Posts filed under ‘Snowshoeing’

Make tracks to Blue Cut Nature Center

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Blue Cut Nature Center’s name originates from the construction of the railroad in the 1840s. They cut  into Blue Vernon Shale.  The  40 acres of land  have several trails winding through red pine, mixed hardwoods and wetlands.

Screen Shot 2014-03-23 at 4.25.20 PMBlue Cut Nature Center offers trail has three self-guided trails. There is a small teaching shelter, picnic tables and restroom facilities. The “Nature Center” would be better called a preserve as there is no center on the property or elsewhere.

Screen Shot 2014-03-23 at 4.24.31 PMI followed a trail that winds up and around a drumlin on the east side of the property, past a lovely warning sign for a neighboring firing range.

Screen Shot 2014-03-23 at 4.25.12 PMTrain tracks run right through the nature center. If you love train-watching, you can watch up close while still on the trail. While I was hiking along the wetlands I was able to see the train pass close by the woods trail, then stop for quite a while at a location across the pond.

Screen Shot 2014-03-23 at 4.25.47 PMThe water was frozen while I was hiking, creating another nice trail through the wetlands. Cross-country skiing and snowshoeing are allowed as snow permits. Biking is not allowed. This is a perfect picnic spot and nice for young kids as the trails are not too long.

Hours: Grounds open dawn to dusk.

Buildings: Small lean-to and an outhouse (bathroom)

Picnic Area: 5 Tables for picnics and 3 charcoal grills available

Blue Cut Nature Center is located on State Route 31 in the Town of Newark in Wayne County.

April 12, 2014 at 9:35 pm Leave a comment

Skiing at Highland Forest

GroomedTrails_Highland ForestAt the furthest eastern side of the Finger Lakes is a little slice of the Adirondacks. The oldest county park, Highland Forest is a mini mountain, featuring 20 miles of trails, 11 of which are groomed and track set daily, offering a variety of challenges for many different levels of skiing ability.

Skyline_Lodge_Highland_ForestPark maps are available at Skyline Lodge. During ski season the Adirondack-Style Skyline Lodge serves food and drink on weekends. Trail Map

Ski lessons are available, weather permitting, Saturdays & Sundays, mid December – mid March and daily during school breaks.

SnowField_HighlandForest

What else can you do at Highland Forest?

Snow Shoe
Highland Forest trails offers all levels of snowshoers a chance to enjoy the forest on 5 trails; a 1 mile loop, 2 mile loop, 3.6 mile loop, 7.75 and a 9 mile loop.

Mountain Biking
In the summer there is no better place to get  a great workout than Highland Forest’s mix of country road, mountain trail and backwoods trails. Mountain Biking trails are open May 1 – October 31.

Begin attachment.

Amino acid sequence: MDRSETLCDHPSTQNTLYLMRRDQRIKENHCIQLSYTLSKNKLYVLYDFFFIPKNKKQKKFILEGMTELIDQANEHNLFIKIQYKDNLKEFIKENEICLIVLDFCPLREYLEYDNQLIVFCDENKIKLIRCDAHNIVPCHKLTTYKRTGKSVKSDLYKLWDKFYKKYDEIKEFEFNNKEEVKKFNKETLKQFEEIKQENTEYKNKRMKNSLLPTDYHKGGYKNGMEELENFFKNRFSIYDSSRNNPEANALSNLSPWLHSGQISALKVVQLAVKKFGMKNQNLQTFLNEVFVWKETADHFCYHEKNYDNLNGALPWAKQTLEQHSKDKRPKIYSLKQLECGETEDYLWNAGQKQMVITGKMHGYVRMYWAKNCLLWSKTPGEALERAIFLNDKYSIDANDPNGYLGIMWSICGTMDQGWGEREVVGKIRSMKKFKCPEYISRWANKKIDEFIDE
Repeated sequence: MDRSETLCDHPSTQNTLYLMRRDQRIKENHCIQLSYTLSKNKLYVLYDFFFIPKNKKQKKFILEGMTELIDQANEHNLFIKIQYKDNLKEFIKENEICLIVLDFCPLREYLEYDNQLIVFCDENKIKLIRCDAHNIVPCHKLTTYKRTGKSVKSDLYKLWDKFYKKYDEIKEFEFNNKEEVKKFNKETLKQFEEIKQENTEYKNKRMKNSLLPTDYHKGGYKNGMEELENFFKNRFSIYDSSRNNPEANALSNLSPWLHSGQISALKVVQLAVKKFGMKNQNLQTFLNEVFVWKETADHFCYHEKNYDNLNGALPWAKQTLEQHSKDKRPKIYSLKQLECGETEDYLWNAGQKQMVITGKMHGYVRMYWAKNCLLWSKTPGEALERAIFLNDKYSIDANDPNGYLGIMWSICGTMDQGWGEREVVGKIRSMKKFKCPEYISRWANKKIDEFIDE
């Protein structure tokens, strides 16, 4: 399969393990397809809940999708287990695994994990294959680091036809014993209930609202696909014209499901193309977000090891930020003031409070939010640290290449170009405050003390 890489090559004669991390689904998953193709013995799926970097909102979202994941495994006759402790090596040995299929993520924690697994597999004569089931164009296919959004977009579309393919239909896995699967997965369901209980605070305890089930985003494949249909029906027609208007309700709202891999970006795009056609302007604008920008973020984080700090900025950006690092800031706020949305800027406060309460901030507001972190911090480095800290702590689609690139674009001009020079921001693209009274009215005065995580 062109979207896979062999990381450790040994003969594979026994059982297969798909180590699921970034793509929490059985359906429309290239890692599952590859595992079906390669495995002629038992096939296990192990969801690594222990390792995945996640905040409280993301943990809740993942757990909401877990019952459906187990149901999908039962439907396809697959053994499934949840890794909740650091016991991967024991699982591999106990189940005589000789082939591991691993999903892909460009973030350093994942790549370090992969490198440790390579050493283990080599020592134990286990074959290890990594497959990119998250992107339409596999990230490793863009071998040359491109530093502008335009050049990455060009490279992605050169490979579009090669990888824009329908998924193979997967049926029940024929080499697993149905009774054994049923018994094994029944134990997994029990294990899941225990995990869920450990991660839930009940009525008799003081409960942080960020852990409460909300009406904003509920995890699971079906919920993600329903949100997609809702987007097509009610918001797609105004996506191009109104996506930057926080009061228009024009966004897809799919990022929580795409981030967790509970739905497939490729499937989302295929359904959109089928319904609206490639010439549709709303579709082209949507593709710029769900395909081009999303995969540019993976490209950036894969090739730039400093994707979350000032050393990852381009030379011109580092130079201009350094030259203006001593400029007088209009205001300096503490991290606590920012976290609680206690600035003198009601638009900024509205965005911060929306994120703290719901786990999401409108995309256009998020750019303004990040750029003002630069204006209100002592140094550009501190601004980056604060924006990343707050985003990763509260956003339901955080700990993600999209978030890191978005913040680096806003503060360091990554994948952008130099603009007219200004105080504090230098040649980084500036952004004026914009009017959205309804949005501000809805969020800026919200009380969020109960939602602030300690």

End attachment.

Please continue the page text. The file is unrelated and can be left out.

Visit the Pioneer Museum
One of the park’s most famous attractions is the Pioneer Museum. The museum is run by the Fabius Historical Society and focuses on the historic Skaneateles Turnpike, a tollroad that once brought travelers and settlers from Plainville, in the east near the Cherry Valley Turnpike to Skaneateles.

TrailMap_Highland ForestOpen Daily
April – November: 8:30 am – 5:30 pm
December – March: 8:30 am – 4:30 pm
(closed Christmas Day)

January 12, 2014 at 9:38 pm Leave a comment

The History of Corbett’s Glen

This is usually where the salmon run out of gas.

This is usually where the salmon run out of gas.

An early snowfall with a twenty degree drop in temperature. I hear shovels and snowblowers at work. Time to layer up, grab my skis and enjoy Corbett’s Glen.

At the end of my street is a spur trail that takes me into a lovely park called Corbett’s Glen. When Mr Corbett lived here, in the fifties, he mowed a ball field for my sister and brothers to play on. Now it’s a Brighton town park with two miles of paths. The skiing here is some of the best in the county. Although the trails are not groomed like Mendon Ponds, the snow is often here for a week or two longer than any other park.

As you travel through the park you may hear three or four trains pass. Take notice as this is the famous New York Central Line. These tracks are where Abraham Lincoln’s body travelled  as it was transported from Washington DC to Springfield Ill for burial. The train passed through the glen area most likely in the night of the 26th of April of 1865,  as it left Albany April 25,  at 10pm, and arrived in Buffalo, April 27, at 7 a.m., traveling at 20 MPH. Lincoln’s funeral train was the first national commemoration of a president’s death by rail.

Railroad tracks underpass holds the creek and a road.

Railroad tracks underpass holds the creek and a road.

The north-west side of the glen has a Parking lot facing Penfield Road for easy access. The southern side can only be accessed by parking on Glen Road, off 441, and walking under the railroad trestle bridge. Two miles of Trails loop in a circle around both sections of the glen.

My Mom told me years ago that the part of the glen nearest Penfield Rd would never be developed because the Tobin Meat packing plant had used it as a dump during the war. She was convinced the ground was contaminated. My family’s first home was built on Dale Road (formerly an orchard) as soon as construction began after the war. I’ve never read this information anywhere else to verify.

The paths wind through the woods, full of Bittersweet in the fall,  and the prehistoric looking Pileated WoodPecker. There are some unusual geological features:  eskers, and moraines. (eskers are what give the park trails their dramatic pitch and slope. Rivers on the ice sheet would sometimes bore a hole and flow under the ice in a winding tunnel. When the glacier and water were gone these stream beds looked like low snaking ridges of rubble.)

Allens Creek runs through the park

Allen Creek runs through the park